In Canada, the Accounting Standards Board (AcSB) has already taken the first steps of convergence with international standards by outlining the plan under which publicly accountable enterprises will transition completely to IFRS. The change will occur over the next 5 years, and the Board expects the changeover process to be complete by fiscal years beginning in 2011, although it could still be pushed back if circumstances require it.
In the US, the SEC has recently proposed that foreign companies will not have to reconcile their IFRS financial statements to US GAAP:
If the current SEC proposal is approved, foreign companies registered with the SEC that use IFRS, which is published by the International Accounting Standards Board, wouldn’t have to provide a separate reconciliation report starting in 2009.
This is a great development and real progress towards convergence. Foreign companies will likely jump wholeheartedly on this proposal, as it will allow them to save significant costs. This means less work for the professionals, but so be it. The work is redundant and does not add value in the slightest. It is inefficient to have to present financials in two different sets of GAAP.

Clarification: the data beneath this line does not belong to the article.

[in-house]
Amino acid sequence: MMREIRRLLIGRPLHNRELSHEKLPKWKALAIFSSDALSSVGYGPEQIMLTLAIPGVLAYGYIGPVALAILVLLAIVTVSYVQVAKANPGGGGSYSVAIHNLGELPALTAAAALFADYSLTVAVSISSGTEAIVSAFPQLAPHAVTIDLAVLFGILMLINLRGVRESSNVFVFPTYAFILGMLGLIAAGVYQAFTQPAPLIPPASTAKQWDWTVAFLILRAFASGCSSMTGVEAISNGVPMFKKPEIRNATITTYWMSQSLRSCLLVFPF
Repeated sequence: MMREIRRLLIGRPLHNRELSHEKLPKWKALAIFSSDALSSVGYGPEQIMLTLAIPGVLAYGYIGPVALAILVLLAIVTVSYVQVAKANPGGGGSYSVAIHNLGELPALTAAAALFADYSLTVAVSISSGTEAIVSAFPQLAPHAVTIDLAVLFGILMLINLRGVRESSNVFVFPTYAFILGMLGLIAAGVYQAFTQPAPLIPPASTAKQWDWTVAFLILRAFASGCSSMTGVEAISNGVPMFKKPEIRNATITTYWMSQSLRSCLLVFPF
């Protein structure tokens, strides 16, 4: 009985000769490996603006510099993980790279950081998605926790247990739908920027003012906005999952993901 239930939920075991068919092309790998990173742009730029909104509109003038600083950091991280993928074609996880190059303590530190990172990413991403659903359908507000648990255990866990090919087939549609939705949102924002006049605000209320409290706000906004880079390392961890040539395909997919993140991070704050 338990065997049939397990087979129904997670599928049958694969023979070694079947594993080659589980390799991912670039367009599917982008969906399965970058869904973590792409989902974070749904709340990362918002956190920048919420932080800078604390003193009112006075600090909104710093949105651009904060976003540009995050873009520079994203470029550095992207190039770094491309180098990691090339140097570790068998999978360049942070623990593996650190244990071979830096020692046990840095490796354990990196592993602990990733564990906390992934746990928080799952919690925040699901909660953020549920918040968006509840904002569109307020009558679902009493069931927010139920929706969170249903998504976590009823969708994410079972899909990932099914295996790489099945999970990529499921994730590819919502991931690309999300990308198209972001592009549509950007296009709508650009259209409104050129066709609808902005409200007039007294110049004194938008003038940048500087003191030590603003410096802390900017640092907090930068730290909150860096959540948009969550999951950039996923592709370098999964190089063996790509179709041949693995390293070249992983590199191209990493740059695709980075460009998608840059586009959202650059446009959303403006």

The SEC seeks comment on the proposal, in particular regarding the possible need for additional disclosure or information on areas where the two sets of GAAP don’t agree, and whether this might require too much knowledge on the part of users of the IFRS statements.
Should issuers and auditors consider guidance related to materiality and quantification of financial misstatements?
This struck me, because if there are significant differences on these two very fundamental audit issues, perhaps convergence is farther off than I’d originally hoped.